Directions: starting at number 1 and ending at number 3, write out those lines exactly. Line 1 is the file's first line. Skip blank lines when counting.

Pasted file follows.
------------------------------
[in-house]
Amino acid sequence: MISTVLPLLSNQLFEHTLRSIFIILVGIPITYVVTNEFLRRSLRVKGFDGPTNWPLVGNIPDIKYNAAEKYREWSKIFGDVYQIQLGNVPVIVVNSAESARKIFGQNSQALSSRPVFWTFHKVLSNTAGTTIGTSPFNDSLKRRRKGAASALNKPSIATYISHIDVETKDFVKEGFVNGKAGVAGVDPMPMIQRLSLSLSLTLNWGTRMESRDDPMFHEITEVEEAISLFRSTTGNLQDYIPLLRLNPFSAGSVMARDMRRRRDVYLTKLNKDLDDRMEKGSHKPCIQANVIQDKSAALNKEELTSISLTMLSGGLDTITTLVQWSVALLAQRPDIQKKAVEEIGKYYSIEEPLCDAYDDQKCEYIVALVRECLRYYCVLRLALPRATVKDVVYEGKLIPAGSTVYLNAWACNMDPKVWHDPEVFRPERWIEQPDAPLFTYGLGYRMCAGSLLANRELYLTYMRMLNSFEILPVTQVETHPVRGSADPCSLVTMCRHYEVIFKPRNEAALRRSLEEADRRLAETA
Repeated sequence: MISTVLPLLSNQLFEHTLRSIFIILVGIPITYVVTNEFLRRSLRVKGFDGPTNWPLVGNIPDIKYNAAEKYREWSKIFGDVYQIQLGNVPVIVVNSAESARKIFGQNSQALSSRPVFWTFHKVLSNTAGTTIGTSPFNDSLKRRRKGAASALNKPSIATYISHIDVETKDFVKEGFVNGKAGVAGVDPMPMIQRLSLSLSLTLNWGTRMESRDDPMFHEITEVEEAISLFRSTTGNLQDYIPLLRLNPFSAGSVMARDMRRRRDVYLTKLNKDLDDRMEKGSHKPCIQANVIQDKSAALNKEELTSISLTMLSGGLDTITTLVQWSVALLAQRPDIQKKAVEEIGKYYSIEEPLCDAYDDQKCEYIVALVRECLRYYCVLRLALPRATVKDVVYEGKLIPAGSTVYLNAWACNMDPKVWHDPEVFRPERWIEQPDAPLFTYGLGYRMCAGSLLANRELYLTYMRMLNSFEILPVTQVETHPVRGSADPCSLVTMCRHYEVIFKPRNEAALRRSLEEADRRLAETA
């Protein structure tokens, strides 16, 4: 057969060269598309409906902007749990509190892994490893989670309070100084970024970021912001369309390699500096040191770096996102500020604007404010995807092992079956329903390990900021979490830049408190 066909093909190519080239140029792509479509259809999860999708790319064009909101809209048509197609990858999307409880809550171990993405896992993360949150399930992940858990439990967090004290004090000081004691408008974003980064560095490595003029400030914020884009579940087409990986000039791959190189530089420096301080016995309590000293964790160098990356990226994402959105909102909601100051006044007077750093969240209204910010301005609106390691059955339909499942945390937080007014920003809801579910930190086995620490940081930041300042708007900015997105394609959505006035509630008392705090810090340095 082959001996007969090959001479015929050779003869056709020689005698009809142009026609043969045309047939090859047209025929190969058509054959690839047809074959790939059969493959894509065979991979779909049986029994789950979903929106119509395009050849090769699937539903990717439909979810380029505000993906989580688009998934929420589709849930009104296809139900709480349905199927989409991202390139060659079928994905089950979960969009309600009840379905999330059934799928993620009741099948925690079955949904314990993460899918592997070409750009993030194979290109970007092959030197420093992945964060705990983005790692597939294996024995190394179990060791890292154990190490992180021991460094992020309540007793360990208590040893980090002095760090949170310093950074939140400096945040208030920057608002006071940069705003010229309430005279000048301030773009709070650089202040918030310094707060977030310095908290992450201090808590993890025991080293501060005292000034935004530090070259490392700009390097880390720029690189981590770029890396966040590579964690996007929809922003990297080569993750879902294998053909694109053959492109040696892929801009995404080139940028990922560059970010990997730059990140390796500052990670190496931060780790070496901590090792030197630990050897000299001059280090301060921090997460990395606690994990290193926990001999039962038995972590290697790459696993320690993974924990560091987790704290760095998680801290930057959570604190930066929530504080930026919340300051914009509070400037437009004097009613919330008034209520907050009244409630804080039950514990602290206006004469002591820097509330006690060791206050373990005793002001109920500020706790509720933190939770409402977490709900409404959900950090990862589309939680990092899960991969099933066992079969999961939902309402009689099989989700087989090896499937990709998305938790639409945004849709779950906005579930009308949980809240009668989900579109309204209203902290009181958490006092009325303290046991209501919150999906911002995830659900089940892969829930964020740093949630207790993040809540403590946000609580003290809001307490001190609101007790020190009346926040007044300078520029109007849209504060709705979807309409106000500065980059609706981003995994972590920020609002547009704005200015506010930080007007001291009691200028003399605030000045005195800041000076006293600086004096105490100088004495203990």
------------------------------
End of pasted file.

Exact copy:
[in-house]
Amino acid sequence: MISTVLPLLSNQLFEHTLRSIFIILVGIPITYVVTNEFLRRSLRVKGFDGPTNWPLVGNIPDIKYNAAEKYREWSKIFGDVYQIQLGNVPVIVVNSAESARKIFGQNSQALSSRPVFWTFHKVLSNTAGTTIGTSPFNDSLKRRRKGAASALNKPSIATYISHIDVETKDFVKEGFVNGKAGVAGVDPMPMIQRLSLSLSLTLNWGTRMESRDDPMFHEITEVEEAISLFRSTTGNLQDYIPLLRLNPFSAGSVMARDMRRRRDVYLTKLNKDLDDRMEKGSHKPCIQANVIQDKSAALNKEELTSISLTMLSGGLDTITTLVQWSVALLAQRPDIQKKAVEEIGKYYSIEEPLCDAYDDQKCEYIVALVRECLRYYCVLRLALPRATVKDVVYEGKLIPAGSTVYLNAWACNMDPKVWHDPEVFRPERWIEQPDAPLFTYGLGYRMCAGSLLANRELYLTYMRMLNSFEILPVTQVETHPVRGSADPCSLVTMCRHYEVIFKPRNEAALRRSLEEADRRLAETA
Repeated sequence: MISTVLPLLSNQLFEHTLRSIFIILVGIPITYVVTNEFLRRSLRVKGFDGPTNWPLVGNIPDIKYNAAEKYREWSKIFGDVYQIQLGNVPVIVVNSAESARKIFGQNSQALSSRPVFWTFHKVLSNTAGTTIGTSPFNDSLKRRRKGAASALNKPSIATYISHIDVETKDFVKEGFVNGKAGVAGVDPMPMIQRLSLSLSLTLNWGTRMESRDDPMFHEITEVEEAISLFRSTTGNLQDYIPLLRLNPFSAGSVMARDMRRRRDVYLTKLNKDLDDRMEKGSHKPCIQANVIQDKSAALNKEELTSISLTMLSGGLDTITTLVQWSVALLAQRPDIQKKAVEEIGKYYSIEEPLCDAYDDQKCEYIVALVRECLRYYCVLRLALPRATVKDVVYEGKLIPAGSTVYLNAWACNMDPKVWHDPEVFRPERWIEQPDAPLFTYGLGYRMCAGSLLANRELYLTYMRMLNSFEILPVTQVETHPVRGSADPCSLVTMCRHYEVIFKPRNEAALRRSLEEADRRLAETA